Even if you are not a piano instructor yourself, you can learn to foster your child’s creative process of composing by being attuned to the way they deviate from traditional technical practice. In fact, you may not be musically inclined at all, but understanding that when your child seems simply to be “playing around” on the piano, they could actually be improvising and composing music! This is a very natural process, and encouraging this behavior as a parent can help encourage both regular practice and creative development.
One of the best things you can do as a parent is to be aware that your child is doing this and to share that awareness with your child. Often when children are just tinkering around on the piano, outside of their lessons with their piano instructor, they are not aware they’re creating something entirely new.
Fostering a Creative Environment
Your child’s piano instructor might pick up on the fact that your child has some natural composing tendencies, and as a parent, you can help foster the space for your child to lean into these tendencies. One obvious way to foster this environment is to not correct your child when you notice or hear them veering off from practicing scales on the piano or other technical skills. Engaging and encouraging your child through positive reinforcement is a great way to help them understand that they’re allowed, and even encouraged, to give time and space to composing.
While children that are learning other instruments can also naturally drift into composing, this is most often found in piano students around the age of 12. When you start noticing your child improvising, one of the greatest gifts you can give them is to listen, and ask them to play their improvisation again. This reinforces their craft and gives them an opportunity to practice their creation again. Listening and engaging also help you as a parent begin to understand when your child has been able to master a composition by heart, playing it the same way time after time. This can be an indication that your child is ready to actually write a piece of music down. Trying to force a child into annotating their composition too early might be too difficult, and it might not be age-appropriate. Waiting for them to master a composition by heart allows them the freedom to create and master at their own pace.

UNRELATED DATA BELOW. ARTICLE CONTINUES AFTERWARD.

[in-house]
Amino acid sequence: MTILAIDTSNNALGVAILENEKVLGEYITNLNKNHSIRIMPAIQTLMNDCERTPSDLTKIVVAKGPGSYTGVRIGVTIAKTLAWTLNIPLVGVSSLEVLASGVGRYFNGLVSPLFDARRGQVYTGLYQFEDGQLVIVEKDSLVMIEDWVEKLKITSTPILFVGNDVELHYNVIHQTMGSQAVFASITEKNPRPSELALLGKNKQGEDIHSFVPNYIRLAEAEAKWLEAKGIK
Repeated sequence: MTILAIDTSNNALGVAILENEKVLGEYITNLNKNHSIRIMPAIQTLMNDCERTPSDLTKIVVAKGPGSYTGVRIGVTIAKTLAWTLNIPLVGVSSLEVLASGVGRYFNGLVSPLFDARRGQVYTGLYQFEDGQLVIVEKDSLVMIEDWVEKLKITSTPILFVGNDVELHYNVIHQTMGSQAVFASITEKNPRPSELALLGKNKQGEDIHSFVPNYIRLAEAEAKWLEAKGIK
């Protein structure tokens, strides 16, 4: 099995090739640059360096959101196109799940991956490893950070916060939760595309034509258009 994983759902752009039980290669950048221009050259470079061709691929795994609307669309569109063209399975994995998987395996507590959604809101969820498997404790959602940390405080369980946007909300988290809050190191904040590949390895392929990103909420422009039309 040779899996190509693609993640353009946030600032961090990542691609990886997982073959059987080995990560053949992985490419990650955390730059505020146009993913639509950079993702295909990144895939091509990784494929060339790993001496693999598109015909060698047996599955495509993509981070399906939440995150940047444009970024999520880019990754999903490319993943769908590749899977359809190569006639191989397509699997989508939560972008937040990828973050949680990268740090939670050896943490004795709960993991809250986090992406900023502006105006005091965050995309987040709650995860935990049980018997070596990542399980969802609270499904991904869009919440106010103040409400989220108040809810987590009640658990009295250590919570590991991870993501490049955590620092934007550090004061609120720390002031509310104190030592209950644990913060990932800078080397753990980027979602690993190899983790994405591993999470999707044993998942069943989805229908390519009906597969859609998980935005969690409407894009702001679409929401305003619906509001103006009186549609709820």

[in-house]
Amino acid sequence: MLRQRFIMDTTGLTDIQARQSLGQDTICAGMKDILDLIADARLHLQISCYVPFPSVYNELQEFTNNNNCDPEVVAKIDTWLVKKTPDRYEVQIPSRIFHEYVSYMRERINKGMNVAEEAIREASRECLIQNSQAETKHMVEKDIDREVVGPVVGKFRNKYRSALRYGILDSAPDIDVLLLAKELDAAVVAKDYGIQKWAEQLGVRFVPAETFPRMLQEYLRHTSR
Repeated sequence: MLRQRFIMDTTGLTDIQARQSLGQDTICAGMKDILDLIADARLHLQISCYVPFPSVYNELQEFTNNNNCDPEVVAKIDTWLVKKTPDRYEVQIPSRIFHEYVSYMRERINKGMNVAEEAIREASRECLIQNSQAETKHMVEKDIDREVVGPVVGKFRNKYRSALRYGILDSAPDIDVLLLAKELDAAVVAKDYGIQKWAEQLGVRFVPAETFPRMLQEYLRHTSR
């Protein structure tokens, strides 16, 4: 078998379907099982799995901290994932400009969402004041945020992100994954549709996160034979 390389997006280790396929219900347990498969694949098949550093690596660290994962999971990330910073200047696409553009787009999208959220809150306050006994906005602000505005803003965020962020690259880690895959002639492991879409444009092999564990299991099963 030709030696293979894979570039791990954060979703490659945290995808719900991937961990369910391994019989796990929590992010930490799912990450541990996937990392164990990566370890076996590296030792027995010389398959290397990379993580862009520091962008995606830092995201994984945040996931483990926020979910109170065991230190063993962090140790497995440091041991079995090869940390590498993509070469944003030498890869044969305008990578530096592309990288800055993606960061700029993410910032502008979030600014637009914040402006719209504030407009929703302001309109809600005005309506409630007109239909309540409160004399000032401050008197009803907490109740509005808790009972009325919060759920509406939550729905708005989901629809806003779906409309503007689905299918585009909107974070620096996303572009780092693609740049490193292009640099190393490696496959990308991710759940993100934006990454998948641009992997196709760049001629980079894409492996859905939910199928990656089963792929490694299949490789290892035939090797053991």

Practical Steps to Encourage Composing
Once you notice your child repeating the same compositions by heart over and over, you can make sure their piano instructor is also aware, and come up with some plans to engage with your child about their composing. A good first step is to have your child physically write out their composition with pencil and paper. Once your child has successfully written out their composition, you can photograph or scan their work to create a digital copy that you can share with their piano instructor. This allows the piano instructor to continue to work on this piece with your child in their formal piano lessons. Sending these materials to their instructor prior to your child’s lesson helps their instructor process and create a plan with your child.
Even if your child’s piano instructor is not a composer, they can help reinforce concepts with your child as they work out their composition. Understanding the necessary and appropriate uses of clefs, spaces, barlines, stems, flags, etc. can help the instructor teach these necessary things, and help the student understand how they affect the music.
Having your child’s piano teacher help your child turn their composition into something performable is one of the best things you can do to help encourage your child to continue composing. Being able to perform something they created is an incredible opportunity for your child. This might make recitals less predictable, but gives your child an invaluable opportunity to hone and practice this particular craft.
While not every piano student is going to turn into a composer, it’s important to recognize the signs of creativity in the ones that DO want to compose. By bringing their piano instructor into the mix, and by fostering an environment where your child has the freedom to noodle over their creations, you are giving your child the opportunity to do something remarkable at a young age. Even though their compositions might not be up to Beethoven’s standards, it’s important to take children’s early composing seriously.
Every child’s situation is unique, but if your child is eager to take this route, Lessons in Your Home offers a wide variety of piano teachers. They can either come to your home to teach or can also provide online music lessons. Our virtual music lessons are taught by local music teachers who plan their lessons to suit your child. Contact us today to find an instructor near you who will help your child master their skills.